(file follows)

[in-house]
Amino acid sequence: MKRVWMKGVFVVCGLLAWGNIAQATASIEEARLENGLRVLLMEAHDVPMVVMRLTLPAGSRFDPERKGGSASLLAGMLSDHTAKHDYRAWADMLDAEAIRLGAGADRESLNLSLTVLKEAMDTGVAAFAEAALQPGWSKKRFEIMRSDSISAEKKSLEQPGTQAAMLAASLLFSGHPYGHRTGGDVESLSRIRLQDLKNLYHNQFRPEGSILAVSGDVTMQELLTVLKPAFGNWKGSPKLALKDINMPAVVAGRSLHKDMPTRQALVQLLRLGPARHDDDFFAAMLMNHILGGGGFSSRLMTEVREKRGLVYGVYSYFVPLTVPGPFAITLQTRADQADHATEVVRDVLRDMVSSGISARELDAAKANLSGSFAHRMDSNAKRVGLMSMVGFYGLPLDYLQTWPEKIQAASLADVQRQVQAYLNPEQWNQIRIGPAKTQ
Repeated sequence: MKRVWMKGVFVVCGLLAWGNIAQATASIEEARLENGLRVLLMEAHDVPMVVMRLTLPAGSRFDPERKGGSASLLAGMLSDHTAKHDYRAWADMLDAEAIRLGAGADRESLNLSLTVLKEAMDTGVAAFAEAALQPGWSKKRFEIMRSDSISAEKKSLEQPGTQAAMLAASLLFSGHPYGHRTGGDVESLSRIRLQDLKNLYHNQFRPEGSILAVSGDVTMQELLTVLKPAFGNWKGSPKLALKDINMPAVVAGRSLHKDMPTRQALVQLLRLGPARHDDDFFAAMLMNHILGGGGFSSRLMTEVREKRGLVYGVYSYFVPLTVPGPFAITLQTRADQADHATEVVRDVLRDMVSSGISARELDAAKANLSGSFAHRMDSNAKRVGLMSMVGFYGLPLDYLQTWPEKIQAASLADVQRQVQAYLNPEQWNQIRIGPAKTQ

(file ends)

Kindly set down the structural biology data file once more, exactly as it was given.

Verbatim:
[in-house]
Amino acid sequence: MKRVWMKGVFVVCGLLAWGNIAQATASIEEARLENGLRVLLMEAHDVPMVVMRLTLPAGSRFDPERKGGSASLLAGMLSDHTAKHDYRAWADMLDAEAIRLGAGADRESLNLSLTVLKEAMDTGVAAFAEAALQPGWSKKRFEIMRSDSISAEKKSLEQPGTQAAMLAASLLFSGHPYGHRTGGDVESLSRIRLQDLKNLYHNQFRPEGSILAVSGDVTMQELLTVLKPAFGNWKGSPKLALKDINMPAVVAGRSLHKDMPTRQALVQLLRLGPARHDDDFFAAMLMNHILGGGGFSSRLMTEVREKRGLVYGVYSYFVPLTVPGPFAITLQTRADQADHATEVVRDVLRDMVSSGISARELDAAKANLSGSFAHRMDSNAKRVGLMSMVGFYGLPLDYLQTWPEKIQAASLADVQRQVQAYLNPEQWNQIRIGPAKTQ
Repeated sequence: MKRVWMKGVFVVCGLLAWGNIAQATASIEEARLENGLRVLLMEAHDVPMVVMRLTLPAGSRFDPERKGGSASLLAGMLSDHTAKHDYRAWADMLDAEAIRLGAGADRESLNLSLTVLKEAMDTGVAAFAEAALQPGWSKKRFEIMRSDSISAEKKSLEQPGTQAAMLAASLLFSGHPYGHRTGGDVESLSRIRLQDLKNLYHNQFRPEGSILAVSGDVTMQELLTVLKPAFGNWKGSPKLALKDINMPAVVAGRSLHKDMPTRQALVQLLRLGPARHDDDFFAAMLMNHILGGGGFSSRLMTEVREKRGLVYGVYSYFVPLTVPGPFAITLQTRADQADHATEVVRDVLRDMVSSGISARELDAAKANLSGSFAHRMDSNAKRVGLMSMVGFYGLPLDYLQTWPEKIQAASLADVQRQVQAYLNPEQWNQIRIGPAKTQ